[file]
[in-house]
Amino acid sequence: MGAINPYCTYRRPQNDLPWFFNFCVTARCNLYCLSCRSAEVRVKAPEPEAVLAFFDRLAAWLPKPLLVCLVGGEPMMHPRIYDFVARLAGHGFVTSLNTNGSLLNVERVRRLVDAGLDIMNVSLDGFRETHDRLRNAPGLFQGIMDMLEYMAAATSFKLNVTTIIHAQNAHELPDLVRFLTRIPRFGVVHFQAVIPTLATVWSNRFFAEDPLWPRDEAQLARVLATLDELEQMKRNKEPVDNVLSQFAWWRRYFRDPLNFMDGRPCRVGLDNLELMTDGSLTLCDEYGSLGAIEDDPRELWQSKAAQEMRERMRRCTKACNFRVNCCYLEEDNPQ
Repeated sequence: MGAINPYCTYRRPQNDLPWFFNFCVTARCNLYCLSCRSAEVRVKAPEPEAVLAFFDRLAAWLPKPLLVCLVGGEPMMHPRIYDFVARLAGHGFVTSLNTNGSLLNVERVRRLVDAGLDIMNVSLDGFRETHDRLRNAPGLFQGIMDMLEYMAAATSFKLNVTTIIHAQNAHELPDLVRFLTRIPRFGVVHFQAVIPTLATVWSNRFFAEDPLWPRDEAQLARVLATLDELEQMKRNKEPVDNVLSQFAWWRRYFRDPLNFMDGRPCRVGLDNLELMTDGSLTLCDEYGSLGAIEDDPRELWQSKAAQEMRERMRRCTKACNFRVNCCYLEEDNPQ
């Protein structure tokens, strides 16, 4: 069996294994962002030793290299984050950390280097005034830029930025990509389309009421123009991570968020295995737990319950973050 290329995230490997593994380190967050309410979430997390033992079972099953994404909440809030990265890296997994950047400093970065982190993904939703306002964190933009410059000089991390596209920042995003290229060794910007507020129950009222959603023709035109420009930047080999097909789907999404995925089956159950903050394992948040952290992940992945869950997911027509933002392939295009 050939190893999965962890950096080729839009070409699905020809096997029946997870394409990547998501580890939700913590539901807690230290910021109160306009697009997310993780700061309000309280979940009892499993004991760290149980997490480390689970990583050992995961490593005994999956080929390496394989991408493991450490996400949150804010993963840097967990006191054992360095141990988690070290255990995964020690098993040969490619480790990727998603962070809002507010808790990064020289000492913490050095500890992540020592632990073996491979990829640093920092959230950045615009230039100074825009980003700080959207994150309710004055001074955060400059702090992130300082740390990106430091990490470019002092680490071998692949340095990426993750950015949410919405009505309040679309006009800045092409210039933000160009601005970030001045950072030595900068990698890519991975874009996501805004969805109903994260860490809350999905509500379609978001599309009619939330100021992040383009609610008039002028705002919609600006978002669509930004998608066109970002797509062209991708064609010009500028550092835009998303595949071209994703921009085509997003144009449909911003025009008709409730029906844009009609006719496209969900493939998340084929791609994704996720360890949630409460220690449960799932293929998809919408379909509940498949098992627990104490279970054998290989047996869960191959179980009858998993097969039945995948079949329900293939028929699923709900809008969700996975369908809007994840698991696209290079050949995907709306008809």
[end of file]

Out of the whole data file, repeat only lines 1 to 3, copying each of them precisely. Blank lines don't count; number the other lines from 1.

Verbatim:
[in-house]
Amino acid sequence: MGAINPYCTYRRPQNDLPWFFNFCVTARCNLYCLSCRSAEVRVKAPEPEAVLAFFDRLAAWLPKPLLVCLVGGEPMMHPRIYDFVARLAGHGFVTSLNTNGSLLNVERVRRLVDAGLDIMNVSLDGFRETHDRLRNAPGLFQGIMDMLEYMAAATSFKLNVTTIIHAQNAHELPDLVRFLTRIPRFGVVHFQAVIPTLATVWSNRFFAEDPLWPRDEAQLARVLATLDELEQMKRNKEPVDNVLSQFAWWRRYFRDPLNFMDGRPCRVGLDNLELMTDGSLTLCDEYGSLGAIEDDPRELWQSKAAQEMRERMRRCTKACNFRVNCCYLEEDNPQ
Repeated sequence: MGAINPYCTYRRPQNDLPWFFNFCVTARCNLYCLSCRSAEVRVKAPEPEAVLAFFDRLAAWLPKPLLVCLVGGEPMMHPRIYDFVARLAGHGFVTSLNTNGSLLNVERVRRLVDAGLDIMNVSLDGFRETHDRLRNAPGLFQGIMDMLEYMAAATSFKLNVTTIIHAQNAHELPDLVRFLTRIPRFGVVHFQAVIPTLATVWSNRFFAEDPLWPRDEAQLARVLATLDELEQMKRNKEPVDNVLSQFAWWRRYFRDPLNFMDGRPCRVGLDNLELMTDGSLTLCDEYGSLGAIEDDPRELWQSKAAQEMRERMRRCTKACNFRVNCCYLEEDNPQ